• It has powerful APIs for handling user input, the state of components, and other common tasks for web applications.
  • It works well with other Java technologies like EJBs and JSPs.
  • It is an open source framework, which means it is freely available and can be used without paying license fees.

Aside from these, many well-known people in the Jakarta EE community agree with this decision.

Reza Rahman says about it:

"I definitely vote for Faces. As Bazlur mentions, I do suspect it will ultimately result in simpler code that is easier to maintain. For a project designed to promote Jakarta usage, it also sends the correct message - we could even make Faces use apparent in the URL or an explicit mention. Lastly, I believe that for this project, it's going to be easier to get people more proficient in Java than JavaScript. Indeed, I suspect that's already true of the current committers and contributors.

Kito Mann mentioned in the mailing list that-

"+1 for JSF. Much faster to build with and, as Reza mentioned, familiar to developers on this team. Also, this is a relatively simple app that doesn't have any particularly complicated UI needs. Great use case."

In fact, after working with JSF, I can conclude that JSF is a simpler, richer, and more mature framework that goes well with Java.

Of course, the learning curve is steep for newbies, which is valid for any framework. But being familiar with the Java ecosystem makes working with JSF much easier to start with.

Besides, it has great support from the Jakarta EE community and standards. And if you need to, you can easily add custom JavaScript code or any standard web technology, like Web Components.

I tweeted passionately about JSF and many others commented on it. You can read the whole thread here:

While JSF has many good sides, it has some disadvantages as well.

  • It can have a steep learning curve for developers who are new to the framework.
  • There may be better choices for applications that require a high degree of customizability or flexibility.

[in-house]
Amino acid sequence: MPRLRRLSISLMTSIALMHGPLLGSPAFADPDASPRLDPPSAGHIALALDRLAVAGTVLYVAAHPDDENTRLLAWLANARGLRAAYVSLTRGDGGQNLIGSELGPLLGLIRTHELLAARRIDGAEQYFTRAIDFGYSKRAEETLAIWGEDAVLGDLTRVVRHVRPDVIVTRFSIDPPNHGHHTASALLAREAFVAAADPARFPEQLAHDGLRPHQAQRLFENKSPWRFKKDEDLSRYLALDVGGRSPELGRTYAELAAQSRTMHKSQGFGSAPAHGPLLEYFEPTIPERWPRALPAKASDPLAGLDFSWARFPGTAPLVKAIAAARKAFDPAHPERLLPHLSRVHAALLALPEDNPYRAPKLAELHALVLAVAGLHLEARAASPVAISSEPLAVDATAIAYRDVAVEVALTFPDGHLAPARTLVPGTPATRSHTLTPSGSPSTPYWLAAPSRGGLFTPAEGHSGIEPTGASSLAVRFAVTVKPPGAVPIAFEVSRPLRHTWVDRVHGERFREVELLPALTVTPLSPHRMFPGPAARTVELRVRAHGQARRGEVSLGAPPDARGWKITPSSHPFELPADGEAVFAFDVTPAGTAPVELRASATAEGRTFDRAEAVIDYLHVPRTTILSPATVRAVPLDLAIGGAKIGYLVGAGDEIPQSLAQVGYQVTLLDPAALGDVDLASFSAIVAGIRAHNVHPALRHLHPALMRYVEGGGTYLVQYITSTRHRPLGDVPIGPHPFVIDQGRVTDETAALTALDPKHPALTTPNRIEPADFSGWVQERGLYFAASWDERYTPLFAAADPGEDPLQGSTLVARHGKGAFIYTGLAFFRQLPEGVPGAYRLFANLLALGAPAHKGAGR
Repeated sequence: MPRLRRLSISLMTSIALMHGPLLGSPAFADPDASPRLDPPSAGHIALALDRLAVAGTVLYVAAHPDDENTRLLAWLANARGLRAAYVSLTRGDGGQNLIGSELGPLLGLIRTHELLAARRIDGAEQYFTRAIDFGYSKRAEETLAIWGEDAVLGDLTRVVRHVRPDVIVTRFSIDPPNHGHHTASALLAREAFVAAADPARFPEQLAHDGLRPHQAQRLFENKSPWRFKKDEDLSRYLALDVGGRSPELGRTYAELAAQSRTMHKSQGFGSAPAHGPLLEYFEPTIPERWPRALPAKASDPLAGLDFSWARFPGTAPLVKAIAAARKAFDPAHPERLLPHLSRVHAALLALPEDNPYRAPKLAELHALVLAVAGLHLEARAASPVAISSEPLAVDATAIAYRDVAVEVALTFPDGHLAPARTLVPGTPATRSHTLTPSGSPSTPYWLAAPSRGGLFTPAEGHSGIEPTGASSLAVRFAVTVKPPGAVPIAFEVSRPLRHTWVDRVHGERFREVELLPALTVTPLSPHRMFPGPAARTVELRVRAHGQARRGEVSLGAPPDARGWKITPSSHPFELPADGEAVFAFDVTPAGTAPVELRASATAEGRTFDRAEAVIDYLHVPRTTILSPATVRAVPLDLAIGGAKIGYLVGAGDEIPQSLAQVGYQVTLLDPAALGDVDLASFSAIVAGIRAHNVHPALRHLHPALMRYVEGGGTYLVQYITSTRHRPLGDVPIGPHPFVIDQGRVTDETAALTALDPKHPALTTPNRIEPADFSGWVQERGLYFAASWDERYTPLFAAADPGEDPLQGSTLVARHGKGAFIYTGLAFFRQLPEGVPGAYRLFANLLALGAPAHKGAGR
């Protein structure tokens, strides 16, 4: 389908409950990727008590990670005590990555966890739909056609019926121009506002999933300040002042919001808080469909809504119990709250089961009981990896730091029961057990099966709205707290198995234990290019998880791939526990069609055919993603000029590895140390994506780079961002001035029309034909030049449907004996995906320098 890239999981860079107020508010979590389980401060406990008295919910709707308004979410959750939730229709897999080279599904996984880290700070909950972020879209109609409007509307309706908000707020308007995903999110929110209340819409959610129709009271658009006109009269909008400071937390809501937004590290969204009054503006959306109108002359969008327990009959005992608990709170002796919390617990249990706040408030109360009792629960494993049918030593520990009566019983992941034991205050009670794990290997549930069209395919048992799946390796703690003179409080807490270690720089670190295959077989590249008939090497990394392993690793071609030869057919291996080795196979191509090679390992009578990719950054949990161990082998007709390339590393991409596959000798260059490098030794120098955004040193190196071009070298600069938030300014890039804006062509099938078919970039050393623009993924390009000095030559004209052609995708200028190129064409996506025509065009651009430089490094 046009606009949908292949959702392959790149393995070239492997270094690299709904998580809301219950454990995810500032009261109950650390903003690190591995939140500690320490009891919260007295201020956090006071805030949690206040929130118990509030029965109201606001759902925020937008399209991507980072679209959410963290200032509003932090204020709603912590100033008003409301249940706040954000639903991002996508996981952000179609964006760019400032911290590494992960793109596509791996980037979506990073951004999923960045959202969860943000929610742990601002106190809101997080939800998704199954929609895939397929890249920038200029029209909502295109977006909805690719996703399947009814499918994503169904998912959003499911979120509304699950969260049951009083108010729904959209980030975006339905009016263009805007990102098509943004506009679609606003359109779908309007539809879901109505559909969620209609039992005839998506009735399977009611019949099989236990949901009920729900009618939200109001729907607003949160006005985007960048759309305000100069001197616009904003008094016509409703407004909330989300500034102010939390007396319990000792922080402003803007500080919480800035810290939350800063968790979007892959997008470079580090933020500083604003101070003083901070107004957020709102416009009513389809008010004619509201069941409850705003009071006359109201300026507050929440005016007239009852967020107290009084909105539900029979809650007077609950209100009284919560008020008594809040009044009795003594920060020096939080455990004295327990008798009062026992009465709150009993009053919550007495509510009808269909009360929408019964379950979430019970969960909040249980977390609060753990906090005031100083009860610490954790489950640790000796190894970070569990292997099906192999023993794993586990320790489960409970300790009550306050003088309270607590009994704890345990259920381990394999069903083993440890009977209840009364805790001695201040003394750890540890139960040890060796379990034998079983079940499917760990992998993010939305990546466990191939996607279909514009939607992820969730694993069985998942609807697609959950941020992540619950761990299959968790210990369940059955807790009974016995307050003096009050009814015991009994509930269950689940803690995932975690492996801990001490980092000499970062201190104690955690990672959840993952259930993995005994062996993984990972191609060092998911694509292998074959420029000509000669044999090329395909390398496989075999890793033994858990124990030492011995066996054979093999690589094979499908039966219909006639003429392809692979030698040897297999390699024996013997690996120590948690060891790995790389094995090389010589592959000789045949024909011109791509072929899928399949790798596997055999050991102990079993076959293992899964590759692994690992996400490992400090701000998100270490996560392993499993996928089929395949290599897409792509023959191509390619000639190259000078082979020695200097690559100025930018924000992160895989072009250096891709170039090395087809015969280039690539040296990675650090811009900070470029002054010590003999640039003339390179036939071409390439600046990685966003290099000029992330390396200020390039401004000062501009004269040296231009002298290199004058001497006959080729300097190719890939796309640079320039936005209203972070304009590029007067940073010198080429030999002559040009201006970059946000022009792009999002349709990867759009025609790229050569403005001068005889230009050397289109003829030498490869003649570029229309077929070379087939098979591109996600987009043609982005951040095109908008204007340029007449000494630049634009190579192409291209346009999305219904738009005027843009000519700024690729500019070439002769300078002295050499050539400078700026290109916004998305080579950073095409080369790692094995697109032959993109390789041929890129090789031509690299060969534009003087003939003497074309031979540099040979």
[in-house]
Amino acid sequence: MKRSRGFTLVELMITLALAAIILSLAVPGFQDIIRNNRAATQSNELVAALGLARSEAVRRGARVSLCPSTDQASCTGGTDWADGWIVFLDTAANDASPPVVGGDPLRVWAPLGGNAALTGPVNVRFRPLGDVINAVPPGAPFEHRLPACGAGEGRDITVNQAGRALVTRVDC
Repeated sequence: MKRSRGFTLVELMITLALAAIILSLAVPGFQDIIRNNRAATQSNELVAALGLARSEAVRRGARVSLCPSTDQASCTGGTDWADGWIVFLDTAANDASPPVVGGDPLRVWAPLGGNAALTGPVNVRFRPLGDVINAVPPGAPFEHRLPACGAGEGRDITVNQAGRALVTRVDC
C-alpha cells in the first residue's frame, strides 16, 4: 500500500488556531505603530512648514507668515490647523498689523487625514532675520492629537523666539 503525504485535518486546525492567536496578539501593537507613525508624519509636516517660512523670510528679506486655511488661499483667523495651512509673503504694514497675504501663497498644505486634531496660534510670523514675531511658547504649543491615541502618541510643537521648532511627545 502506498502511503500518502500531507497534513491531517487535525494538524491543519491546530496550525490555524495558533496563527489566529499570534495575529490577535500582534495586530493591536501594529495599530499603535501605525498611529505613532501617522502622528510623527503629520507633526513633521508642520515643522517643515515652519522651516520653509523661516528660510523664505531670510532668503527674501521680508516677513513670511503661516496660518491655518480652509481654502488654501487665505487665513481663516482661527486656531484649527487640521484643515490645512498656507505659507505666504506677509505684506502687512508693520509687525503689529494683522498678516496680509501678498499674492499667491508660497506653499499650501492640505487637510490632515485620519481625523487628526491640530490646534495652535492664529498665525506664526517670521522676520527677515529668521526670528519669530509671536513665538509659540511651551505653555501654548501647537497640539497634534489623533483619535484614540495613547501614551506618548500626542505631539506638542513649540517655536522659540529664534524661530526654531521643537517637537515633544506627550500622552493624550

Overall, whether or not JSF is a good choice for a particular project depends on the project's specific requirements and goals, as well as the experience and preferences of the development team.

However, we must agree that JSF is a full-fledged, mature framework. It can fit any project. Indeed, no tool is a silver bullet that suits all cases. Still, JSF deserves more love and attention than it gets now compared to other UI frameworks.

This article explains why we chose JSF to build the Eclipse starter for Jakarta EE.


The UI with JSF is still being worked on, so it might take a while to be accessible. But you can get access to the source code now:

Meanwhile, you can access the live starter application at and use it to get started with Jakarta EE and generate sample Jakarta EE applications. 

If you would like to contribute to the Eclipse Starter for the Jakarta EE project, join us:

We have plenty of ideas now, and if you want to join the discussion, feel free to join us. Your thoughts would be highly appreciated. Prior knowledge of JSF or Jakarta EE isn't required to be a contributor.

Last but not least, I'd like to thank Ondro Mihályi and Reza Rahman for reviewing the article and giving valuable feedback.


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  • Avatar photo
    A N M Bazlur Rahman

    A N M Bazlur Rahman is a Software Engineer with over a decade of specialized experience in Java and related technologies. His expertise has been formally recognized through the prestigious ... Learn more

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people don’t use jsf because it’s almost dead, too complex and heavy, like jee…

Today if i need to go with a server side technnology, i will use thymeleaf with surely with htmx